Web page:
Greece and Turkey will hold their 63rd round of talks in Ankara amid fierce territorial disputes in the Mediterranean. In addition, tension around the Cyprus conflict has been heightened following a meeting between Greek Foreign Minister Nikos Dendias and Cypriot Foreign Minister Nikos Christodoulides.
During their meeting, the two ministers lashed out at Turkey, condemning its plans to drill in the eastern Mediterranean. "Greece does not threaten anyone, but neither will it be intimidated by illegal actions," said Dendias. He assured that the country "will protect its sovereignty and sovereign rights in accordance with international law and the law of the sea".
Fuat Oktay, the Turkish vice-president, recently announced that Ankara would begin drilling in the region, behaviour that Dendias called "unacceptable". The Greek minister also took the opportunity to warn of possible sanctions from the European Union, as reported by the Greek daily eKathimerini. Turkey's expansion in the Mediterranean has been the target of European sanctions. In November last year, Brussels decided to sanction individuals or companies involved in "unauthorised drilling activities".
Cypriot diplomatic chief Christodoulides also criticised his northern neighbour's actions during the meeting with his Greek counterpart. Both ministers rejected Erdogan's latest plans for Varosha, a district of the island that has been closed since the 1974 war. Last July, the Turkish government decided to reopen it, ignoring international organisations such as the European Union and the United Nations. "Turkey's foreign policy is still based on a revisionist, neo-Ottoman approach, mainly based on the country's military power," Christodoulides said.
Regarding the imminent summit between Greek and Turkish authorities, Dendias accused Ankara of "undermining the contacts even before they start through provocations and inflammatory statements". Dendias' words, coupled with Ankara's latest actions, suggest that relations between Turkey and Greece will remain on their course despite rounds of talks seeking an understanding. "There is no political will at the moment to move forward," Ilke Toygur, European affairs analyst at the Elcano Royal Institute and member of the German Institute for International and Security Affairs, told Al-Monitor.
Toygur explains that Greece has taken advantage of the tensions in the Mediterranean to establish itself as a "reliable ally" in the region for the US and the EU. He cites the 3-billion-euro defence deal signed between Paris and Athens as an example. Turkey, for its part, does not seek to engage with any country. "Both sides continue to talk and express their positions without committing to anything," adds Toygur.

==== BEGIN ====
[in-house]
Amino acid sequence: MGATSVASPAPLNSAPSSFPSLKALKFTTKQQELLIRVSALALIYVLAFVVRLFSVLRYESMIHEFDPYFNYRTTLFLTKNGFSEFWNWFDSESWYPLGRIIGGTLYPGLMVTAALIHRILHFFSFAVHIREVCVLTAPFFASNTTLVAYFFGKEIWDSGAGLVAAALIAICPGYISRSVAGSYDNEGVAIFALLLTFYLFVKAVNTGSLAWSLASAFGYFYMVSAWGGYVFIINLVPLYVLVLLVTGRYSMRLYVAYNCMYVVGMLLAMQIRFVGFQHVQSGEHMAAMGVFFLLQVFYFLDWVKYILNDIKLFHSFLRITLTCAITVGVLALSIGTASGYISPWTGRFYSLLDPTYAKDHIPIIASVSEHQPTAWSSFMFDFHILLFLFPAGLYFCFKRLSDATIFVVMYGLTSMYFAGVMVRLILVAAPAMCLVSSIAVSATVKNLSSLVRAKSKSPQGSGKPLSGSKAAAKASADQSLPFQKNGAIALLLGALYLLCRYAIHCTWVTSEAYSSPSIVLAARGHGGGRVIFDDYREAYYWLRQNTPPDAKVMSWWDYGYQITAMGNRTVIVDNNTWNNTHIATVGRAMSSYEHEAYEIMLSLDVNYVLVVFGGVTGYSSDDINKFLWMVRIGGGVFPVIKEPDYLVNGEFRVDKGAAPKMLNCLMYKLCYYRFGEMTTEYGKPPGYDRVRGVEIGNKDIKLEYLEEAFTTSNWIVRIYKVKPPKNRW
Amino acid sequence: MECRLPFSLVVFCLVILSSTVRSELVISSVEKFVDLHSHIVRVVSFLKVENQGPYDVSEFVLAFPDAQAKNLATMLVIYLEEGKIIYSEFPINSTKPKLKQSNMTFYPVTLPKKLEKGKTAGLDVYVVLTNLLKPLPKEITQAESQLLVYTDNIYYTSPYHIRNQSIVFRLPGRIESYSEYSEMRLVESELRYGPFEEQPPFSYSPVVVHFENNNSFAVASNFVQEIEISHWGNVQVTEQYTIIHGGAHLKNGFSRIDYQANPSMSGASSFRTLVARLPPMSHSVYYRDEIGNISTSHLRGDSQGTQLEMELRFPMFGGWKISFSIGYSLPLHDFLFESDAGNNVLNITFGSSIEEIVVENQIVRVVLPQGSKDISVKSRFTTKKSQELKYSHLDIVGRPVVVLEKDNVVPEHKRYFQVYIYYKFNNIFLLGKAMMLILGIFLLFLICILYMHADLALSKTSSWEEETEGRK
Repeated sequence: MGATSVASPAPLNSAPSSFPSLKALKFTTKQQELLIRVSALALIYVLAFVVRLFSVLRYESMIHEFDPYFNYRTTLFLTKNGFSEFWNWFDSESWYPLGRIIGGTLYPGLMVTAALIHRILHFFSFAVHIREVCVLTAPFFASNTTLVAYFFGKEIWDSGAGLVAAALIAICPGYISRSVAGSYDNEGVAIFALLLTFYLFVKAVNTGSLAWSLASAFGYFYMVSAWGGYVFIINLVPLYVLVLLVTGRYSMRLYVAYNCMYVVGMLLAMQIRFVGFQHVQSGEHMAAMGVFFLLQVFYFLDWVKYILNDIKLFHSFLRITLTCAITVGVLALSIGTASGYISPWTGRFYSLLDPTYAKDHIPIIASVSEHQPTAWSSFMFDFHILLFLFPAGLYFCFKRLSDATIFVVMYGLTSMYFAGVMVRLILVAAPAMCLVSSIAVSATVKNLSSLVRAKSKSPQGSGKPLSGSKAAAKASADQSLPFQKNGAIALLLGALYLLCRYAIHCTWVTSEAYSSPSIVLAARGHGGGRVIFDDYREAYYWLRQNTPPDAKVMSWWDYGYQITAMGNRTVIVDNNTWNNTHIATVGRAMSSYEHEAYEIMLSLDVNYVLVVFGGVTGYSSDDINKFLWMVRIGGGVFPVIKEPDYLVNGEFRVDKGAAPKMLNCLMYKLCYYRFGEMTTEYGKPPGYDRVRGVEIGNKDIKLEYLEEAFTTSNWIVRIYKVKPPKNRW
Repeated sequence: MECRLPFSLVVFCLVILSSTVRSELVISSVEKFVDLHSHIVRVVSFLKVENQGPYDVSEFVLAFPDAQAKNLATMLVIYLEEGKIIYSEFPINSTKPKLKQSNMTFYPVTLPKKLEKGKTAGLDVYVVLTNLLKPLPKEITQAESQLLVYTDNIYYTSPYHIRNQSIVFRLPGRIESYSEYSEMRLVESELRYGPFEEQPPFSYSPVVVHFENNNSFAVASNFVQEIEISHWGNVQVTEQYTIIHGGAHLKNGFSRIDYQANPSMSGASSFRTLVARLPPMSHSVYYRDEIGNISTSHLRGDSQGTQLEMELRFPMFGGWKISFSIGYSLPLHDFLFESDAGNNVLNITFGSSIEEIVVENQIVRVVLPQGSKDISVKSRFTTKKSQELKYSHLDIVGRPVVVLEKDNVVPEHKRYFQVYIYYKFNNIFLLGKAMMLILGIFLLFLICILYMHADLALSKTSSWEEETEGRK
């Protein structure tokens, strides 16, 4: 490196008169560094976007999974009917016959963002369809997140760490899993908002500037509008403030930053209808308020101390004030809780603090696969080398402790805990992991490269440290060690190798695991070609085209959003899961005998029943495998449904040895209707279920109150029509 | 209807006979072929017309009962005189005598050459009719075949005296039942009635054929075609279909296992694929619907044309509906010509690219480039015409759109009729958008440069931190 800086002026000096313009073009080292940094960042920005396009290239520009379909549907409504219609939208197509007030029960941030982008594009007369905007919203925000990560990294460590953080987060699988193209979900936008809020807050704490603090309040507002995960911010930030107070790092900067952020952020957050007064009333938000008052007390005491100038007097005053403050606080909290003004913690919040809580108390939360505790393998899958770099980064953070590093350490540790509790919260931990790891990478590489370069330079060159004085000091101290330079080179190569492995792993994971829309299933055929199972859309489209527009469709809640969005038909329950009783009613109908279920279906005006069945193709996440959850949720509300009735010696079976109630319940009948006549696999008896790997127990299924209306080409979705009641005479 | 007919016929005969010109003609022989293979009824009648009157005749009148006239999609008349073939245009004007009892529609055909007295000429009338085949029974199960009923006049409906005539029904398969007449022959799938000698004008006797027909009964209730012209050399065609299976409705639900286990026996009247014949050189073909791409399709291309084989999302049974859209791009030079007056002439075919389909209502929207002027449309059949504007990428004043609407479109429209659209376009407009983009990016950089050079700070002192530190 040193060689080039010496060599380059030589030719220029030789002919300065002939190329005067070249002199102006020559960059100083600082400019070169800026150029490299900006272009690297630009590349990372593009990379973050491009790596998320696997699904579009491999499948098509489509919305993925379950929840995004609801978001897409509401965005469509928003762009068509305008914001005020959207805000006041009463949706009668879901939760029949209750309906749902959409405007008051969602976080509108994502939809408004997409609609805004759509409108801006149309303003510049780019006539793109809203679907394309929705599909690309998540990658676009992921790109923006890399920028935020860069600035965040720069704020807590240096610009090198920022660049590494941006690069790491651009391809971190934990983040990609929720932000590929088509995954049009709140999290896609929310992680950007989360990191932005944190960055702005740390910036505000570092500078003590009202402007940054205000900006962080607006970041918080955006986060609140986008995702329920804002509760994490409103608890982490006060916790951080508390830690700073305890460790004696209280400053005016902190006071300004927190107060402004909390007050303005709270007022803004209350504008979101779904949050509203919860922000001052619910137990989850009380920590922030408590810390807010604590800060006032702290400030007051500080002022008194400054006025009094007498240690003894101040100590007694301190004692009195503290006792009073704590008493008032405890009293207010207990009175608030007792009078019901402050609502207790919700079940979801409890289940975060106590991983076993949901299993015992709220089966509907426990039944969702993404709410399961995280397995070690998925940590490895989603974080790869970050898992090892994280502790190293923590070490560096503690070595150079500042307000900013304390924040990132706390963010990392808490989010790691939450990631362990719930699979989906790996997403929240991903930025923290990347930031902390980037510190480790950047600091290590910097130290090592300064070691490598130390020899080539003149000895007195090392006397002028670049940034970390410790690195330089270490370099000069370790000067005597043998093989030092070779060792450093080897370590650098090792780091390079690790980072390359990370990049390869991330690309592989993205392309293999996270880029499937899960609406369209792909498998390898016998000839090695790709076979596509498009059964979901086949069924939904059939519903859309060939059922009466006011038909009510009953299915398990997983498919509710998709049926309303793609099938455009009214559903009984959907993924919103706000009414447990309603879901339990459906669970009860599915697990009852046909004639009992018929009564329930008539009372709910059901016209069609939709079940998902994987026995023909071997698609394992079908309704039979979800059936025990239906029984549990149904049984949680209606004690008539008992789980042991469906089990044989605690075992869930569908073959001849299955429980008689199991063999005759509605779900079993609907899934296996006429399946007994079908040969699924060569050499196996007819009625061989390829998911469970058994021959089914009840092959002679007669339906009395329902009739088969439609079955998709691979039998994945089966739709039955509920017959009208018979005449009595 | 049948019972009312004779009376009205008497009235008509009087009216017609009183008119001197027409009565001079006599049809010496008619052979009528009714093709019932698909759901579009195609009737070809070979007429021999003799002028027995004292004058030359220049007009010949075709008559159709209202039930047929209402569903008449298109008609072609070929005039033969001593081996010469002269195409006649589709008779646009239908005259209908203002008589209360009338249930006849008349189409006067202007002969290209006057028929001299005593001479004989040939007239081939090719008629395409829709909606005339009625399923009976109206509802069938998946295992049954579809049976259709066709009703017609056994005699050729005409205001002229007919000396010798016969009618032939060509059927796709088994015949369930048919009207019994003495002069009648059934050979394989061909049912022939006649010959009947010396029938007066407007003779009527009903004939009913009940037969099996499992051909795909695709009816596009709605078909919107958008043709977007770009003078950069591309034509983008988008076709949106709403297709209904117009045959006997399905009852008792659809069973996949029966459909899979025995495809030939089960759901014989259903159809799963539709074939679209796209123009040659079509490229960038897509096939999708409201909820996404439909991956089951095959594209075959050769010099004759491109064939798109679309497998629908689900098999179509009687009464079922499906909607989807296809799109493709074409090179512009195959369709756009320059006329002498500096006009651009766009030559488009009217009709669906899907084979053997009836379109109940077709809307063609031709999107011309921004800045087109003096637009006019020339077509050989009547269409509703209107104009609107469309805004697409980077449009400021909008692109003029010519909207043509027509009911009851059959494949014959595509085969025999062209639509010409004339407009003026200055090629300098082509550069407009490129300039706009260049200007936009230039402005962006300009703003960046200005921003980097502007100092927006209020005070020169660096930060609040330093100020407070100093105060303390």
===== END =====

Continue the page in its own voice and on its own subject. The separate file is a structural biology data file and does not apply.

One of the most recent incidents provoked by the Turkish authorities was the harassment of a Maltese-flagged, Greek-registered Nautical Geo research vessel sailing southwest of Cyprus. Also, as the Hellenic Ministry of Defence denounced, Turkish fighter planes, some of them armed, entered Greek airspace.
According to Turkish Defence Minister Hulusi Akar, the research vessel attempted to trespass Turkish sovereignty. "Despite all our warnings, our neighbour Greece, unfortunately, persists in harassment," Akar said during a meeting with his Azeri and Georgian counterparts. Nevertheless, the Turkish minister assured that he "believes in dialogue". "We believe that problems can be solved through peaceful methods, good relations and neighbourliness and dialogue in accordance with international law," he said.
Ankara, ahead of the Greek-Turkish summit, has also called on Athensto suspend militarisation in the Aegean islands. "Greece's sovereignty over the islands depended and still depends on demilitarisation," said Feridun Sinirlioglu, Turkey's representative to the UN. Sinirlioglu sent a letter to Secretary-General Antonio Guterres in late September accusing Greece of violating international treaties on the demilitarisation of the area. He also stressed that Greek sovereignty over the islands "has no legal basis".
Meanwhile, shortly after France and Athens signed the military pact, Turkey criticised the agreement as "a bilateral military alliance against Turkey". The foreign ministry claimed that this union will harm NATO, while warning that these Greek actions "will strengthen Ankara's determination to protect its rights in the Aegean and Mediterranean Seas".